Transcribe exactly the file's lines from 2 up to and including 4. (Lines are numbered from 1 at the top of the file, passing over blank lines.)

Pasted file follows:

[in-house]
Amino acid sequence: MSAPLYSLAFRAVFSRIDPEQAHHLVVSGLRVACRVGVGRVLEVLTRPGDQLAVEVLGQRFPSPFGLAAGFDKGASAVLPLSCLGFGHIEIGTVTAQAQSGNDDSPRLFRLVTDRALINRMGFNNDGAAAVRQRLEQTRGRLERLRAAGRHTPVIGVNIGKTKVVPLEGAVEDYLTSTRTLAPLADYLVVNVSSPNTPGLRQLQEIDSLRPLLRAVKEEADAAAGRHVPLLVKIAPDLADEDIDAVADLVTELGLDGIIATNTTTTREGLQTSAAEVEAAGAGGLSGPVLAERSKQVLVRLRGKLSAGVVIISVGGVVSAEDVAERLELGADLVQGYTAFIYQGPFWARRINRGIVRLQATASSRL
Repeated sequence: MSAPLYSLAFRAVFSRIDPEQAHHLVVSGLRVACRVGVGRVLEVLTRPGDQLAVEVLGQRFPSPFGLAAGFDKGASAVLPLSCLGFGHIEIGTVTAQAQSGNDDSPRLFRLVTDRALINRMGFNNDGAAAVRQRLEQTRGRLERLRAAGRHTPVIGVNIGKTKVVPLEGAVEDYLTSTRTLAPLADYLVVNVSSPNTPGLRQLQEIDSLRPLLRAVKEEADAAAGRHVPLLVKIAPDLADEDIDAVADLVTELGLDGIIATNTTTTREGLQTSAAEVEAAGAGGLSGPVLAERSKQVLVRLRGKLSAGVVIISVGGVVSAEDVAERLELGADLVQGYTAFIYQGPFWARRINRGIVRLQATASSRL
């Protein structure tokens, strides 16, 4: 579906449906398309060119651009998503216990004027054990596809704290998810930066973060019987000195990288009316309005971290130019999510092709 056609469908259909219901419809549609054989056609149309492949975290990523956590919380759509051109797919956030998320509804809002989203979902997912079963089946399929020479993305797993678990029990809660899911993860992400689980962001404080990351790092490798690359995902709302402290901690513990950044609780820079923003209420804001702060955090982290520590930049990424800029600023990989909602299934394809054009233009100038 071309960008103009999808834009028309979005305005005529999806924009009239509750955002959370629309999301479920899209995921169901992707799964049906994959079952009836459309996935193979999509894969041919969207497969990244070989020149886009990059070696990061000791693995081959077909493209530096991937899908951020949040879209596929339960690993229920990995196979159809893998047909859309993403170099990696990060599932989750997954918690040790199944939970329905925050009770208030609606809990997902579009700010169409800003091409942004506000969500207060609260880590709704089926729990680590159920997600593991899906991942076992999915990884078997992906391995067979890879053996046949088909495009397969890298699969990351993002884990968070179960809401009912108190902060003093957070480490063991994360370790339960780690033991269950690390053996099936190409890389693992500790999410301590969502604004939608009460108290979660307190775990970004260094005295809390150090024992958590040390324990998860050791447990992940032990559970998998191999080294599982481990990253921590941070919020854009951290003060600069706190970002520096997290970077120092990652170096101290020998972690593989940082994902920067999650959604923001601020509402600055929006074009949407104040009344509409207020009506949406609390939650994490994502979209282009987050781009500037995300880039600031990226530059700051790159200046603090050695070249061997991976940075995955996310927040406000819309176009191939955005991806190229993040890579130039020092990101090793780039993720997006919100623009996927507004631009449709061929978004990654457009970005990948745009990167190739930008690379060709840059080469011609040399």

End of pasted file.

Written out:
Amino acid sequence: MSAPLYSLAFRAVFSRIDPEQAHHLVVSGLRVACRVGVGRVLEVLTRPGDQLAVEVLGQRFPSPFGLAAGFDKGASAVLPLSCLGFGHIEIGTVTAQAQSGNDDSPRLFRLVTDRALINRMGFNNDGAAAVRQRLEQTRGRLERLRAAGRHTPVIGVNIGKTKVVPLEGAVEDYLTSTRTLAPLADYLVVNVSSPNTPGLRQLQEIDSLRPLLRAVKEEADAAAGRHVPLLVKIAPDLADEDIDAVADLVTELGLDGIIATNTTTTREGLQTSAAEVEAAGAGGLSGPVLAERSKQVLVRLRGKLSAGVVIISVGGVVSAEDVAERLELGADLVQGYTAFIYQGPFWARRINRGIVRLQATASSRL
Repeated sequence: MSAPLYSLAFRAVFSRIDPEQAHHLVVSGLRVACRVGVGRVLEVLTRPGDQLAVEVLGQRFPSPFGLAAGFDKGASAVLPLSCLGFGHIEIGTVTAQAQSGNDDSPRLFRLVTDRALINRMGFNNDGAAAVRQRLEQTRGRLERLRAAGRHTPVIGVNIGKTKVVPLEGAVEDYLTSTRTLAPLADYLVVNVSSPNTPGLRQLQEIDSLRPLLRAVKEEADAAAGRHVPLLVKIAPDLADEDIDAVADLVTELGLDGIIATNTTTTREGLQTSAAEVEAAGAGGLSGPVLAERSKQVLVRLRGKLSAGVVIISVGGVVSAEDVAERLELGADLVQGYTAFIYQGPFWARRINRGIVRLQATASSRL
């Protein structure tokens, strides 16, 4: 579906449906398309060119651009998503216990004027054990596809704290998810930066973060019987000195990288009316309005971290130019999510092709 056609469908259909219901419809549609054989056609149309492949975290990523956590919380759509051109797919956030998320509804809002989203979902997912079963089946399929020479993305797993678990029990809660899911993860992400689980962001404080990351790092490798690359995902709302402290901690513990950044609780820079923003209420804001702060955090982290520590930049990424800029600023990989909602299934394809054009233009100038 071309960008103009999808834009028309979005305005005529999806924009009239509750955002959370629309999301479920899209995921169901992707799964049906994959079952009836459309996935193979999509894969041919969207497969990244070989020149886009990059070696990061000791693995081959077909493209530096991937899908951020949040879209596929339960690993229920990995196979159809893998047909859309993403170099990696990060599932989750997954918690040790199944939970329905925050009770208030609606809990997902579009700010169409800003091409942004506000969500207060609260880590709704089926729990680590159920997600593991899906991942076992999915990884078997992906391995067979890879053996046949088909495009397969890298699969990351993002884990968070179960809401009912108190902060003093957070480490063991994360370790339960780690033991269950690390053996099936190409890389693992500790999410301590969502604004939608009460108290979660307190775990970004260094005295809390150090024992958590040390324990998860050791447990992940032990559970998998191999080294599982481990990253921590941070919020854009951290003060600069706190970002520096997290970077120092990652170096101290020998972690593989940082994902920067999650959604923001601020509402600055929006074009949407104040009344509409207020009506949406609390939650994490994502979209282009987050781009500037995300880039600031990226530059700051790159200046603090050695070249061997991976940075995955996310927040406000819309176009191939955005991806190229993040890579130039020092990101090793780039993720997006919100623009996927507004631009449709061929978004990654457009970005990948745009990167190739930008690379060709840059080469011609040399």